Mrs. Dim is one of several people in my neighborhood who water their lawns every single day. Since their grass is nice and green and mine tends toward yellow during dry conditions, they of course think that they are right and I am wrong.
They are wrong.
When water is flowing down the street and into the storm drain, they are wasting water. When they water every day, they are training their grass to have shallow roots and to depend upon that daily watering. When they soak their lawns repeatedly, they increase the likelihood of fungus and other diseases in their lawns.
To verify that my opinion is right and theirs is wrong, I did a quick search of lawn watering tips on the internet. Every one of the top hits indicated that Salvageable is right. Among the sites that I read from the first ten hits were Scott, Southern Living, Popular Mechanics, and Green Grass Services. The consensus is that healthy lawns need about an inch of water a week, and that watering twice a week is adequate for a healthy lawn.
Scott recommends one half inch of water twice a week, taking fifteen to thirty minutes, depending upon the watering system. Southern Living says one inch once a week. Popular Mechanics says twice a week, maximum. Green Grass Services says two to three times a week, with a total of 1 to 1 1/2 inches. Several of them recommend using rain gauges or empty tuna cans to measure the water to make sure that the lawn is not getting too much water.
Scott, Southern Living, and Popular Mechanics all say that a healthy lawn can be allowed to go dormant during a dry summer. Scott says the lawn can remain dormant for up to two months. When it rains, the lawn revives. Popular Mechanics notes that the choice of a dormant lawn depends upon use-if people or animals walk or run on the lawn a lot, that could harm the dormant grass.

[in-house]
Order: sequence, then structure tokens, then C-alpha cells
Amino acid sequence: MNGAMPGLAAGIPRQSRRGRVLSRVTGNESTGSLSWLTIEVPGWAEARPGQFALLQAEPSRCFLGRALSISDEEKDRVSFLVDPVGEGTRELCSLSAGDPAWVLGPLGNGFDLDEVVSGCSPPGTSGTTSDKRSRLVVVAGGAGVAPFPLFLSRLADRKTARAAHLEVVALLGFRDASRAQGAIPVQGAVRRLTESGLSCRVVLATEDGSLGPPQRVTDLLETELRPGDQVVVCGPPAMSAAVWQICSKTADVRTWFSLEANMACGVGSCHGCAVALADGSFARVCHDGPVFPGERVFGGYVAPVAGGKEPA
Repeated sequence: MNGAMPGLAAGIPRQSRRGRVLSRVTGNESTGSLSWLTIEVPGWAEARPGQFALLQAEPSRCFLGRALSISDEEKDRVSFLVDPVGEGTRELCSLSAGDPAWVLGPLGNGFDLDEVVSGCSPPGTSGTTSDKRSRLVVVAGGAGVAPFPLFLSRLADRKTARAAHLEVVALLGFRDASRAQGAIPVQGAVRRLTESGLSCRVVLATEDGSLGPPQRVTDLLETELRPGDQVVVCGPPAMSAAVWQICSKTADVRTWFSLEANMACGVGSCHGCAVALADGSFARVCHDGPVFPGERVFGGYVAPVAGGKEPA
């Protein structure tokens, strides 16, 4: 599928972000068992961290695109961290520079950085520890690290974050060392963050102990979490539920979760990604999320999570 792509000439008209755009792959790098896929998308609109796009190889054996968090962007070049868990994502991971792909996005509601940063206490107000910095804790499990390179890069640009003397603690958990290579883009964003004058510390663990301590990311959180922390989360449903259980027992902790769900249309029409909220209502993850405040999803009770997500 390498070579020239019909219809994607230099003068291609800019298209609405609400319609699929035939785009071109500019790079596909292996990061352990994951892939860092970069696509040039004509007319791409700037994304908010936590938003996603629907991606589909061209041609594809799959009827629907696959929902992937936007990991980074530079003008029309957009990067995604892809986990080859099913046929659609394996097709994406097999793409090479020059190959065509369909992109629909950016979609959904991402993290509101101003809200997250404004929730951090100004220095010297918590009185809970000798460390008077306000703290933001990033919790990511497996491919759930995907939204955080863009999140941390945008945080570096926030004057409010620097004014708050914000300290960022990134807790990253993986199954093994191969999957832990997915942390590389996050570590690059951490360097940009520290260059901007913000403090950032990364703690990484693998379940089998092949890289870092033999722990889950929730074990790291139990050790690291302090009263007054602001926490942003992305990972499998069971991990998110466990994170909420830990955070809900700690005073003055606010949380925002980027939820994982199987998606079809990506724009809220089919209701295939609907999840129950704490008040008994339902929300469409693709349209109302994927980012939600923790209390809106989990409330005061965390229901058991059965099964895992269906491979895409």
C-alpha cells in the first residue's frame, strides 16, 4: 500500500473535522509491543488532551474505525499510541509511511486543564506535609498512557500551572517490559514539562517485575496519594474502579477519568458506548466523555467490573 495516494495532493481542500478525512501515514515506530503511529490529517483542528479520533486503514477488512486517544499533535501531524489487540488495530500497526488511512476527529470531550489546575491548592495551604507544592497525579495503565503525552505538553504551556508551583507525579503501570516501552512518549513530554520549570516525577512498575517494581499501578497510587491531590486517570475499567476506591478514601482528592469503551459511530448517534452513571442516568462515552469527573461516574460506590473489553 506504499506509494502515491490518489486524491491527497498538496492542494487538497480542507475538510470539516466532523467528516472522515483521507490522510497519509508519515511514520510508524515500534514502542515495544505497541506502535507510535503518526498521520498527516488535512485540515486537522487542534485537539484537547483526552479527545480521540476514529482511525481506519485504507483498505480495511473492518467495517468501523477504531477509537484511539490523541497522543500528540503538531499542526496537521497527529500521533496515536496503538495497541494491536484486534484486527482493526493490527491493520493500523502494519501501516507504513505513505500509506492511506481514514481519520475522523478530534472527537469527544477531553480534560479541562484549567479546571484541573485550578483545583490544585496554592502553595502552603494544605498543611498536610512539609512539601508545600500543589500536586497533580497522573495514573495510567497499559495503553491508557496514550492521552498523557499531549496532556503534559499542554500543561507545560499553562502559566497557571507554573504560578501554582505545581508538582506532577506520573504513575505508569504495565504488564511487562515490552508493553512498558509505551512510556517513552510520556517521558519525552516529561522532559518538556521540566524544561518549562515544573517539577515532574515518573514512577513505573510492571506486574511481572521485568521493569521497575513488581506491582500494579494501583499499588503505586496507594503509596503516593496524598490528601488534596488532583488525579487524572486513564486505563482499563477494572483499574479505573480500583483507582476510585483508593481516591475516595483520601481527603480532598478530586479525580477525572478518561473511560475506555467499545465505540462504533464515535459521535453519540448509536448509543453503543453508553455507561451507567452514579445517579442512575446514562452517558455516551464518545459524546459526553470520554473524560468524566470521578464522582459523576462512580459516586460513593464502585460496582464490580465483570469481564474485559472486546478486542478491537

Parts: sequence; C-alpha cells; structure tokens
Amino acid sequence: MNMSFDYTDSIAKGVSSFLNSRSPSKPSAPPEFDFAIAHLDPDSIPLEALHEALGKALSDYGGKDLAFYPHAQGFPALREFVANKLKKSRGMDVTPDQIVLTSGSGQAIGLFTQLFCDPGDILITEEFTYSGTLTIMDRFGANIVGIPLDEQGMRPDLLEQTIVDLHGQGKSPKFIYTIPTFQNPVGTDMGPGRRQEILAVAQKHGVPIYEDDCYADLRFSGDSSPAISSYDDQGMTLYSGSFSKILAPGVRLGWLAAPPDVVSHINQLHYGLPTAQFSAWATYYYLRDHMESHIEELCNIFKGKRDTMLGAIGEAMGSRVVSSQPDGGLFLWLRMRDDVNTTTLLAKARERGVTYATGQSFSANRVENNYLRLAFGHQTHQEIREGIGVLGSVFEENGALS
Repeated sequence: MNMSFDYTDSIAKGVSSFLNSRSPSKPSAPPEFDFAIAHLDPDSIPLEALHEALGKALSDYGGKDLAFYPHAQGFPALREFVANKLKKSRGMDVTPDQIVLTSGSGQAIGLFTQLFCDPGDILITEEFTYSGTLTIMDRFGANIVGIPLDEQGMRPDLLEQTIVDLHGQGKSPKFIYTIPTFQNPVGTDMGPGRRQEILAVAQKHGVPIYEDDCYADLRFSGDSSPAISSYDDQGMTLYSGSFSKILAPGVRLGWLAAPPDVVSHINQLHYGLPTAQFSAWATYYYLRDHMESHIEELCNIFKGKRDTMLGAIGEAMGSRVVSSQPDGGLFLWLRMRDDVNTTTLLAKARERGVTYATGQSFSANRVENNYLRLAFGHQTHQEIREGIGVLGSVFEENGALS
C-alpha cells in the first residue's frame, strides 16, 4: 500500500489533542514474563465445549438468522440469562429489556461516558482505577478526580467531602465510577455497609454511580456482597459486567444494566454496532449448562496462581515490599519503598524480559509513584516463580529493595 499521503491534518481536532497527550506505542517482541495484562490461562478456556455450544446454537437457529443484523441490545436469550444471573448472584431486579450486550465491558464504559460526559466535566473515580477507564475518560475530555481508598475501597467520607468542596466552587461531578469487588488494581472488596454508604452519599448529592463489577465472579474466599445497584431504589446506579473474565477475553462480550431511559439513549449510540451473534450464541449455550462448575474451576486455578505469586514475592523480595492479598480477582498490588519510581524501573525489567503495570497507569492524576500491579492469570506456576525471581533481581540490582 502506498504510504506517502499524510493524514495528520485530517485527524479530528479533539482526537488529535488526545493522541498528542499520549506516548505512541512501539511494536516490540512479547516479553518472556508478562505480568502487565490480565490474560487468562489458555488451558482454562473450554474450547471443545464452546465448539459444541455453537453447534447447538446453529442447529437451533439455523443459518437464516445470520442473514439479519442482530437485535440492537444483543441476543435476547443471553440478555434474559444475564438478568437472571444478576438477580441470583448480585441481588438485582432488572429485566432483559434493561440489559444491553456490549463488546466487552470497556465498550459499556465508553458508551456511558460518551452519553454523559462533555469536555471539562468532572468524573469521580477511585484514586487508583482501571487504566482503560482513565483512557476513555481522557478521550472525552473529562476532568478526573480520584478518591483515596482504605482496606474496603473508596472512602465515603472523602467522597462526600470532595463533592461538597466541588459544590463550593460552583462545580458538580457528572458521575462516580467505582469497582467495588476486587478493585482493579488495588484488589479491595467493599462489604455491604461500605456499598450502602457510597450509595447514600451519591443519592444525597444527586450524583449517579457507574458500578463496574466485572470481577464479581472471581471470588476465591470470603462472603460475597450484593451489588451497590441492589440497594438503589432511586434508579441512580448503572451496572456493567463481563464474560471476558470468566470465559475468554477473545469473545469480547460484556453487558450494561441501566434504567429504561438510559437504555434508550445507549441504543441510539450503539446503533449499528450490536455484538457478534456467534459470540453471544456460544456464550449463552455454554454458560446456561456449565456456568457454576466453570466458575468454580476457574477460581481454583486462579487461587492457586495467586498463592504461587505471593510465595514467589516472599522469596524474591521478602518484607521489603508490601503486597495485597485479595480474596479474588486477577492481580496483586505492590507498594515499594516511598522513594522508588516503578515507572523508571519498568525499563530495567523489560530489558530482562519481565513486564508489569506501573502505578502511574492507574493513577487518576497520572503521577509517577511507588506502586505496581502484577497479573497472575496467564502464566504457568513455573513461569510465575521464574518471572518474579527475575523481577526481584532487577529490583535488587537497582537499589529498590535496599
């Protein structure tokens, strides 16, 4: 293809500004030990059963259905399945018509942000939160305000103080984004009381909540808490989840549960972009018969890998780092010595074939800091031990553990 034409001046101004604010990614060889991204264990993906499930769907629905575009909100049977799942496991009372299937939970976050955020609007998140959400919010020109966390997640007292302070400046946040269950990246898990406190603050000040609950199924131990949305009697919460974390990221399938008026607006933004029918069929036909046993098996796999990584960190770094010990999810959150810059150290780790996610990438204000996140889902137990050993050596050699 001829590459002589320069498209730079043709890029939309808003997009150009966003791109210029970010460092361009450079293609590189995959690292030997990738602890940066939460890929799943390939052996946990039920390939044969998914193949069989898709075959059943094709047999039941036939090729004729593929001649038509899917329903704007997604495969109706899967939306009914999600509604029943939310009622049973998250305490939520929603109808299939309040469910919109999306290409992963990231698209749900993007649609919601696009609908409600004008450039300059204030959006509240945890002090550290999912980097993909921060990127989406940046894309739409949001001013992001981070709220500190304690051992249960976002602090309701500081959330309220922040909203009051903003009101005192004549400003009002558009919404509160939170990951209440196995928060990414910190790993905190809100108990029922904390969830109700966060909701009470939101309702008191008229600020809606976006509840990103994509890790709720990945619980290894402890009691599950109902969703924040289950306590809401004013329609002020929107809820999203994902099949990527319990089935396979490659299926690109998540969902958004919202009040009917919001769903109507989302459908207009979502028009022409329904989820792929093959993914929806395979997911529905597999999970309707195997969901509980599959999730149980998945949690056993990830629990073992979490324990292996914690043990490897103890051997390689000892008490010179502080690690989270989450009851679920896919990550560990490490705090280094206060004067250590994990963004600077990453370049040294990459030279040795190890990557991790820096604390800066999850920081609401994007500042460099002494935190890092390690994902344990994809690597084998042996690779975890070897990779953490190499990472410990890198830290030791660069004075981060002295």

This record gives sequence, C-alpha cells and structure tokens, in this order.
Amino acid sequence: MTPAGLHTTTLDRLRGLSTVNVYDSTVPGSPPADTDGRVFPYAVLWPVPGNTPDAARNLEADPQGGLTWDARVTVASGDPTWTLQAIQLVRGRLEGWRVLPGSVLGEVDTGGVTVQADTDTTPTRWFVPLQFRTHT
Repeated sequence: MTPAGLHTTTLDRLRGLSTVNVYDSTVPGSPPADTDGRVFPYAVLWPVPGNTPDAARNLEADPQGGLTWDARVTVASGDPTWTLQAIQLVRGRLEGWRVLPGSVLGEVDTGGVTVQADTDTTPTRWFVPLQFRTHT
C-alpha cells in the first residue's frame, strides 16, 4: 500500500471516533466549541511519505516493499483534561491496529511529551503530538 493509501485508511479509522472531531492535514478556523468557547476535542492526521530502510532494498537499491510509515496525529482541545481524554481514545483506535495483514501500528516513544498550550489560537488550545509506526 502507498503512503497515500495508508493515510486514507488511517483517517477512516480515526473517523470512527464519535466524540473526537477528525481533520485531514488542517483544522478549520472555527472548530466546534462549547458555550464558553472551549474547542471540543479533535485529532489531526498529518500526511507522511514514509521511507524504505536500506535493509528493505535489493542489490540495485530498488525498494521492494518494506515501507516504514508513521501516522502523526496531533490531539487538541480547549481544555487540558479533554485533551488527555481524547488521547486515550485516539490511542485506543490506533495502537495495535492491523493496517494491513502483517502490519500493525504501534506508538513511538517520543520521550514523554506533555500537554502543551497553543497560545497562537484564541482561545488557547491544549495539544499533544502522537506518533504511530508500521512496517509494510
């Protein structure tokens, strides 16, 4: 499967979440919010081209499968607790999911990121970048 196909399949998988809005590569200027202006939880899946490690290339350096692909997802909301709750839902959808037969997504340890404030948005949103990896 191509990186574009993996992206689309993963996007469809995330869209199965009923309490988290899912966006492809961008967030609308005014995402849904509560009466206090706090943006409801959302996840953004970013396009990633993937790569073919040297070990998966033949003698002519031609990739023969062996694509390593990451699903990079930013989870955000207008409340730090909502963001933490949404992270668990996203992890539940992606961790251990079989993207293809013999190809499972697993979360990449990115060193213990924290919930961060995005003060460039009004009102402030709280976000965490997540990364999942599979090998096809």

Experience has shown that my lawn can tolerate a lengthy dormant period. After a decent rain, my grass turns just as green as Mrs. Dim’s grass. Meanwhile she has been watering her lawn every day, cutting and trimming it every five days, working hard to maintain her lawn to her personal standards. Of course she gets up early in the morning to trim and mow her lawn, not caring how much noise she makes while other people are still trying to sleep.
Aside from early morning noise, does the watering of lawns in the neighborhood make any difference in my household? It makes a difference when it takes twenty minutes to fill a sink to wash some dishes. It makes a difference when a shower is nearly impossible due to low water pressure. It makes a difference in the big picture of life, when people like Mrs. Dim waste water because they can, while other people in the country face dire water shortages.
Mrs. Dim is an old dog who will never learn new tricks. It must frustrate her no end when, a day or two after it rains, my grass is as green as hers. It might help if she took the time to check her opinion with research as I have done this morning. Friends, that is not going to happen. J.